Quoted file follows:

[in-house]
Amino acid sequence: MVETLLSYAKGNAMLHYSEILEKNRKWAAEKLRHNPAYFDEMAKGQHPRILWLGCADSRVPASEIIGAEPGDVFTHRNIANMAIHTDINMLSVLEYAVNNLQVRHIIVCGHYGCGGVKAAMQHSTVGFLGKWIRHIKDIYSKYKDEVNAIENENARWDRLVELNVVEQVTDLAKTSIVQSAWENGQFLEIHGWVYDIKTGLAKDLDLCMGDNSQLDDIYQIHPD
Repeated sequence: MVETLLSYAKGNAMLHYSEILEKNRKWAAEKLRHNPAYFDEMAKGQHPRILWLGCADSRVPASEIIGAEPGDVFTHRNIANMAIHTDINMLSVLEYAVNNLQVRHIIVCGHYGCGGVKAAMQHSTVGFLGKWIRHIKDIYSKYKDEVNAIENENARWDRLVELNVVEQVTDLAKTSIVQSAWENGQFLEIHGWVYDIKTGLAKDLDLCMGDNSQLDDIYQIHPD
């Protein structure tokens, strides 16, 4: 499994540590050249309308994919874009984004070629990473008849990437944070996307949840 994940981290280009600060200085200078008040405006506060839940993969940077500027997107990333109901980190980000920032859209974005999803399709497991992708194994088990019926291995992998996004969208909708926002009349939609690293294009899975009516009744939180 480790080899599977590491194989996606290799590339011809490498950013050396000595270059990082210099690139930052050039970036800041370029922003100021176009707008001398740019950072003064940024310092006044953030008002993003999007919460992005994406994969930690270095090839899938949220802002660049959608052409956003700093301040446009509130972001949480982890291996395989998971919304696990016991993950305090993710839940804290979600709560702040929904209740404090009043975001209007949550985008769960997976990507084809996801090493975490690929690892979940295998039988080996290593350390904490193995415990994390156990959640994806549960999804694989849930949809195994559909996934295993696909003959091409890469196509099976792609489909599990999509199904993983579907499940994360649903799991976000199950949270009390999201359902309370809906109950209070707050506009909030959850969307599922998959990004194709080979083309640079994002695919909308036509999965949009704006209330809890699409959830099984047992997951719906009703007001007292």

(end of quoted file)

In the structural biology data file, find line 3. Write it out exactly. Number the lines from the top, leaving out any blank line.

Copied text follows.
Repeated sequence: MVETLLSYAKGNAMLHYSEILEKNRKWAAEKLRHNPAYFDEMAKGQHPRILWLGCADSRVPASEIIGAEPGDVFTHRNIANMAIHTDINMLSVLEYAVNNLQVRHIIVCGHYGCGGVKAAMQHSTVGFLGKWIRHIKDIYSKYKDEVNAIENENARWDRLVELNVVEQVTDLAKTSIVQSAWENGQFLEIHGWVYDIKTGLAKDLDLCMGDNSQLDDIYQIHPD